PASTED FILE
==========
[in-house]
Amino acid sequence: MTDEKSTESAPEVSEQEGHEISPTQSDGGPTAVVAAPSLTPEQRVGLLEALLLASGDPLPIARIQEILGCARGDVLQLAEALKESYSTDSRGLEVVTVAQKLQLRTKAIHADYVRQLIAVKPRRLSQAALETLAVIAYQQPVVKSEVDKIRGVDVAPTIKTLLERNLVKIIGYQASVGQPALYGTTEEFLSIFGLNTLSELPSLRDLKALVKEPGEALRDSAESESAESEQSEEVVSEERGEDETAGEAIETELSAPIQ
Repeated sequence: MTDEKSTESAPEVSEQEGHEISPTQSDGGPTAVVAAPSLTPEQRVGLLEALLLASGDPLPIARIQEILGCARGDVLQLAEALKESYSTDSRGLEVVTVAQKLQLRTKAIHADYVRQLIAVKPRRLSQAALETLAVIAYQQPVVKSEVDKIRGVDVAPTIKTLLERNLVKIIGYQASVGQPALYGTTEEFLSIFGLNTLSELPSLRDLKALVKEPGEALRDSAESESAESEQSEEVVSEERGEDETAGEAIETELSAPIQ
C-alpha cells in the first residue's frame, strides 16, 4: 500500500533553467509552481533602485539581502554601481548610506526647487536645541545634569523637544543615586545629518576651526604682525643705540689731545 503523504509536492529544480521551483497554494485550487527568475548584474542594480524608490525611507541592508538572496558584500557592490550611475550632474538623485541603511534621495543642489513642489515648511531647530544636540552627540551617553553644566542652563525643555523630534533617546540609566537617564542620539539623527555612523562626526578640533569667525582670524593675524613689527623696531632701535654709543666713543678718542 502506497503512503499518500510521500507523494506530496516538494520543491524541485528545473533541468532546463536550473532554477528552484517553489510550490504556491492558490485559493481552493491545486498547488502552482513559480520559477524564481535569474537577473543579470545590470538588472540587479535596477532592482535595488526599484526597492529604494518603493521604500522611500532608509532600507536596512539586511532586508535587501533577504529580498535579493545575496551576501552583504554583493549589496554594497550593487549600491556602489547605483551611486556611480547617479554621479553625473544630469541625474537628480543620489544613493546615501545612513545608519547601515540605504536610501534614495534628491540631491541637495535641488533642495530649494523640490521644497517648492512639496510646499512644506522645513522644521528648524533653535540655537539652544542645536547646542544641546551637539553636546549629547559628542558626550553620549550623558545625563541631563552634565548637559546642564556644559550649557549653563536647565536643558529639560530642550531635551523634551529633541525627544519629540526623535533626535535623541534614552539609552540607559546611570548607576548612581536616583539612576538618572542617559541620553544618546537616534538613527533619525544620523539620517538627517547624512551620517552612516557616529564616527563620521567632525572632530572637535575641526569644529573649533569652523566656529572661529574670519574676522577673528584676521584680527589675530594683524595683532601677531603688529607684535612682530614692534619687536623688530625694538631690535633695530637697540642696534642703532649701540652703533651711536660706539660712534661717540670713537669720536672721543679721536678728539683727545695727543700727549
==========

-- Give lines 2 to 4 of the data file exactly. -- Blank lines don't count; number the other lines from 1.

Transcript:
Amino acid sequence: MTDEKSTESAPEVSEQEGHEISPTQSDGGPTAVVAAPSLTPEQRVGLLEALLLASGDPLPIARIQEILGCARGDVLQLAEALKESYSTDSRGLEVVTVAQKLQLRTKAIHADYVRQLIAVKPRRLSQAALETLAVIAYQQPVVKSEVDKIRGVDVAPTIKTLLERNLVKIIGYQASVGQPALYGTTEEFLSIFGLNTLSELPSLRDLKALVKEPGEALRDSAESESAESEQSEEVVSEERGEDETAGEAIETELSAPIQ
Repeated sequence: MTDEKSTESAPEVSEQEGHEISPTQSDGGPTAVVAAPSLTPEQRVGLLEALLLASGDPLPIARIQEILGCARGDVLQLAEALKESYSTDSRGLEVVTVAQKLQLRTKAIHADYVRQLIAVKPRRLSQAALETLAVIAYQQPVVKSEVDKIRGVDVAPTIKTLLERNLVKIIGYQASVGQPALYGTTEEFLSIFGLNTLSELPSLRDLKALVKEPGEALRDSAESESAESEQSEEVVSEERGEDETAGEAIETELSAPIQ
C-alpha cells in the first residue's frame, strides 16, 4: 500500500533553467509552481533602485539581502554601481548610506526647487536645541545634569523637544543615586545629518576651526604682525643705540689731545 503523504509536492529544480521551483497554494485550487527568475548584474542594480524608490525611507541592508538572496558584500557592490550611475550632474538623485541603511534621495543642489513642489515648511531647530544636540552627540551617553553644566542652563525643555523630534533617546540609566537617564542620539539623527555612523562626526578640533569667525582670524593675524613689527623696531632701535654709543666713543678718542 502506497503512503499518500510521500507523494506530496516538494520543491524541485528545473533541468532546463536550473532554477528552484517553489510550490504556491492558490485559493481552493491545486498547488502552482513559480520559477524564481535569474537577473543579470545590470538588472540587479535596477532592482535595488526599484526597492529604494518603493521604500522611500532608509532600507536596512539586511532586508535587501533577504529580498535579493545575496551576501552583504554583493549589496554594497550593487549600491556602489547605483551611486556611480547617479554621479553625473544630469541625474537628480543620489544613493546615501545612513545608519547601515540605504536610501534614495534628491540631491541637495535641488533642495530649494523640490521644497517648492512639496510646499512644506522645513522644521528648524533653535540655537539652544542645536547646542544641546551637539553636546549629547559628542558626550553620549550623558545625563541631563552634565548637559546642564556644559550649557549653563536647565536643558529639560530642550531635551523634551529633541525627544519629540526623535533626535535623541534614552539609552540607559546611570548607576548612581536616583539612576538618572542617559541620553544618546537616534538613527533619525544620523539620517538627517547624512551620517552612516557616529564616527563620521567632525572632530572637535575641526569644529573649533569652523566656529572661529574670519574676522577673528584676521584680527589675530594683524595683532601677531603688529607684535612682530614692534619687536623688530625694538631690535633695530637697540642696534642703532649701540652703533651711536660706539660712534661717540670713537669720536672721543679721536678728539683727545695727543700727549